1991

1990

1980-1989

2.8

1995

2.9

6.5

1.0 1994

7.0

5.0

1993

7.5

3.5

8.0

3.4 3.3

8.0

9.0

3.5

1992

8.5

10.0

1990

9.0

Government Expenditure/GDP 3.6

GDP per capita

1980-1989

GDP per capita 9.5

GE

2003

2008

2007

2006

2005

2004

3.7

9.0

Figure 5: St. LuciaGovernment Expenditure and GDP per capita (in Logs)

PGDP

Government Expenditure/GDP

10.0

1991

PGDP

2003

2002

2001

2000

1999

1998

1997

1996

1995

1994

1993

1992

1991

1990

3.0

1980-1989

8.0

Figure 4: GrenadaGovernment Expenditure and GDP per capita (in Logs) GDP per capita

1980-1989 1990 1991 1992 1993 1994 1995 1996 1997 1998 1999 2000 2001 2002 2003 2004 2005 2006 2007 2008 2009 2010 2011

Figure 3: BarbadosGovernment Expenditure and GDP per capita (in Logs) GDP per capita

GE

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4.

THE EMPIRICAL MODEL, ECONOMETRIC METHOD AND DATA

This section provides an examination of the relationship between government expenditure and output in the four Eastern Caribbean countries. Wagner’s Law is tested using the dependency ratio as a control variable and the validity of the ratchet hypothesis is explored. Panel Dynamic Ordinary Least Squares (PDOLS) is used to investigate the long-run validity of Wagner’s Law in the four Caribbean countries. Panel analysis, despite allowing for reduced multi-collinearity and providing more degrees of freedom (Carey 1991), is sparingly used among Caribbean researchers, especially when investigating the nexus of government expenditure and economic activity. Additionally, the study utilises econometric techniques that incorporate linear and non-linear causality tests, after conducting related stochastic and cross dependence tests. Non-linear tests are used to avoid some of the inherent problems (particularly weak and limited conclusions) of linear tests.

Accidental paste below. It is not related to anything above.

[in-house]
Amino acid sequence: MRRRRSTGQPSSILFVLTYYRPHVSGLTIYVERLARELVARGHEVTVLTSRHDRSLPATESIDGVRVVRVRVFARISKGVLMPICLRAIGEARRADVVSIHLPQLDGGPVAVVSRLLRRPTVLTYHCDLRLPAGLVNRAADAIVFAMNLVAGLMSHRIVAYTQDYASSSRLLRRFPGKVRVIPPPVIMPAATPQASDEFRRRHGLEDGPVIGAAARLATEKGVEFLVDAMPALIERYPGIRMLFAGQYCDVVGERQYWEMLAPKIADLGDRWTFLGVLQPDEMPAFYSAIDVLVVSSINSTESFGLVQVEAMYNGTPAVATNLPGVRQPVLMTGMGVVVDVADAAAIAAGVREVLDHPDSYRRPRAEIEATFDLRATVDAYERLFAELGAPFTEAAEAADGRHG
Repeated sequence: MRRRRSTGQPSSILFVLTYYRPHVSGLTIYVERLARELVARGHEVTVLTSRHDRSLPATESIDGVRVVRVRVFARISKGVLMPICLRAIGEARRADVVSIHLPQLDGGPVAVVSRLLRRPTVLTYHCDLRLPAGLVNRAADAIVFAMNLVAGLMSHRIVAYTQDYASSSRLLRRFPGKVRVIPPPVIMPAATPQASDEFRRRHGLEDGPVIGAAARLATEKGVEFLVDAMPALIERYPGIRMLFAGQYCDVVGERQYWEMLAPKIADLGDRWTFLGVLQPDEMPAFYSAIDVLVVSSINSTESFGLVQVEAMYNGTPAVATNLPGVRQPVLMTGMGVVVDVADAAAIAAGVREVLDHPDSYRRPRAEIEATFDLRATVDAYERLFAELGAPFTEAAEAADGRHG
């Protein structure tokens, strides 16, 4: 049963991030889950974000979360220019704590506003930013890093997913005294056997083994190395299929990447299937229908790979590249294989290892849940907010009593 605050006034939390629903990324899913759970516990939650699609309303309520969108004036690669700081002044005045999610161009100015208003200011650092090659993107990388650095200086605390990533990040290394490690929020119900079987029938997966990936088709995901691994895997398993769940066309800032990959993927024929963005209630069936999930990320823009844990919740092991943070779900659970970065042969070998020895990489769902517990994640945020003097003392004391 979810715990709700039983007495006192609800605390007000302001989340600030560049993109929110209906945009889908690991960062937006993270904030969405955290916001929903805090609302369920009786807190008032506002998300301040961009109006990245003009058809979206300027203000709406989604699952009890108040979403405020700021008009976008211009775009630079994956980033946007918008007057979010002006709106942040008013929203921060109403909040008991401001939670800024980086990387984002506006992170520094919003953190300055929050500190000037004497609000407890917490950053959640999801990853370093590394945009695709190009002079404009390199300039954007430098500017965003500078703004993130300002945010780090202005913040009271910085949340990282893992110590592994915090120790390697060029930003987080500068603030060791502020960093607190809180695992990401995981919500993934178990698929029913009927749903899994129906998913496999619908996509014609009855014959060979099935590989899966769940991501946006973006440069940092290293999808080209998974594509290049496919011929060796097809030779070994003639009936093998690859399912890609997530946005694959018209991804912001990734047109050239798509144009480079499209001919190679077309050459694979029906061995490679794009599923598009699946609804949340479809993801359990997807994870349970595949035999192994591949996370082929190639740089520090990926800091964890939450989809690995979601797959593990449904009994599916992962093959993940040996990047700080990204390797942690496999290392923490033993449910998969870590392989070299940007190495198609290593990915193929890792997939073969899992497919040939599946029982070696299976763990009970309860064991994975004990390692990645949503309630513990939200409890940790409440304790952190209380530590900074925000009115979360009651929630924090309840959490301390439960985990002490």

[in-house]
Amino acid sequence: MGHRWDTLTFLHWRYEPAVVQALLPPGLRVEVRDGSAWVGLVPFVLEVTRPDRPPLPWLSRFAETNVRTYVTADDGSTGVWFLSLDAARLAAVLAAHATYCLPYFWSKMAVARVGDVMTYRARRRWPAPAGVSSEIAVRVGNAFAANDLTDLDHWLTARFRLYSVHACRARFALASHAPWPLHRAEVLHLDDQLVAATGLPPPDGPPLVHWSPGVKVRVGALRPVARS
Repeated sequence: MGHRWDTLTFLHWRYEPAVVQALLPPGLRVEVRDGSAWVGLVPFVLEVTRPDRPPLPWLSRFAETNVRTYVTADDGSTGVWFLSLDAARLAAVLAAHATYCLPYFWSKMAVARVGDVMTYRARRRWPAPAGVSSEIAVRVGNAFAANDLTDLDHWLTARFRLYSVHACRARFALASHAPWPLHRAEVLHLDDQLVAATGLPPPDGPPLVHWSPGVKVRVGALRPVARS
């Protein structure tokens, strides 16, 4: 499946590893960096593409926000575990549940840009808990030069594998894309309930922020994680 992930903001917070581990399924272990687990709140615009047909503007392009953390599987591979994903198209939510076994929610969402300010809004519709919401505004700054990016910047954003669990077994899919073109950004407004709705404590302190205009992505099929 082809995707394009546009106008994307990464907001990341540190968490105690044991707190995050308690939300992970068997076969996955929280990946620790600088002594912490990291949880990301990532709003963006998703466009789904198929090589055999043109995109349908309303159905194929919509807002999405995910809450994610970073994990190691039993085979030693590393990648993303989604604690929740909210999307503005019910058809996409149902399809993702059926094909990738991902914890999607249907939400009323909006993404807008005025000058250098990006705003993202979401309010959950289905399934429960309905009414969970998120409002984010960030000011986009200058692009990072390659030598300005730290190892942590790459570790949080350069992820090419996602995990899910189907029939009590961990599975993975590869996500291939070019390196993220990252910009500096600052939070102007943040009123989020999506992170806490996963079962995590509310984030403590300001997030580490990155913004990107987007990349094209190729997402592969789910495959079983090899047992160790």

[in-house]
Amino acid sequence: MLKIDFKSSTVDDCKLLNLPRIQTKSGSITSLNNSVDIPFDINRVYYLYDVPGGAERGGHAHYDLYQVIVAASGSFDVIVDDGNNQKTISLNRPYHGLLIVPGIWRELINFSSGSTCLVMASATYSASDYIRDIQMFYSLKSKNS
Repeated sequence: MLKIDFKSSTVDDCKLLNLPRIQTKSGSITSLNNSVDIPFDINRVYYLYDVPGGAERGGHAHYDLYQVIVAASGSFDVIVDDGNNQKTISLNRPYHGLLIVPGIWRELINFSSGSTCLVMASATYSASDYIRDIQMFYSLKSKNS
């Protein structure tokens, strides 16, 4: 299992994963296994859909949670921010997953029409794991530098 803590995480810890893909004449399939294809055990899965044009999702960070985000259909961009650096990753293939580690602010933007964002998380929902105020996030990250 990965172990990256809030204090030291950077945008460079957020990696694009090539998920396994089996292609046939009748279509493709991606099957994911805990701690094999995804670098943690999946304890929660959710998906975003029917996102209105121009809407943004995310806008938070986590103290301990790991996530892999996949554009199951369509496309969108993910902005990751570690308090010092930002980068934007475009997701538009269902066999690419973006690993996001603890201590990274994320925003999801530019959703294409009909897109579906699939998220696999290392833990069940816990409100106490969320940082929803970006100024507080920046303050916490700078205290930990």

Moreover, non-linear tests are used to capture the dynamic

interrelationship between government expenditure and economic activity. An attempt is made to provide more empirical rigour to this important public policy issue so as to offer more meaningful information and policy insights to broaden policymakers’ understanding of the relationship between government expenditure and output.

4.1

The Empirical Model

The study develops a model using government expenditure as a ratio of GDP (get) in the four Caribbean economies, which is determined by economic activity and the dependency ratio as a control variable. The model checks the income elasticity to determine its precise size with and without the use of the dependency control variable. The population structure control variable is derived from determining the size of population within the age range of 0-15 and 65 and over, summed and express as a ratio against the size of population 15–65 age old. As priors, per capita GDP will positively impact government expenditure. The influence of the dependency variable on government expenditure is indeterminate (Shelton, 2007, Durevall and Henrekson, 2010), as the decision of governments to increase expenditure is sometimes driven by political expediency.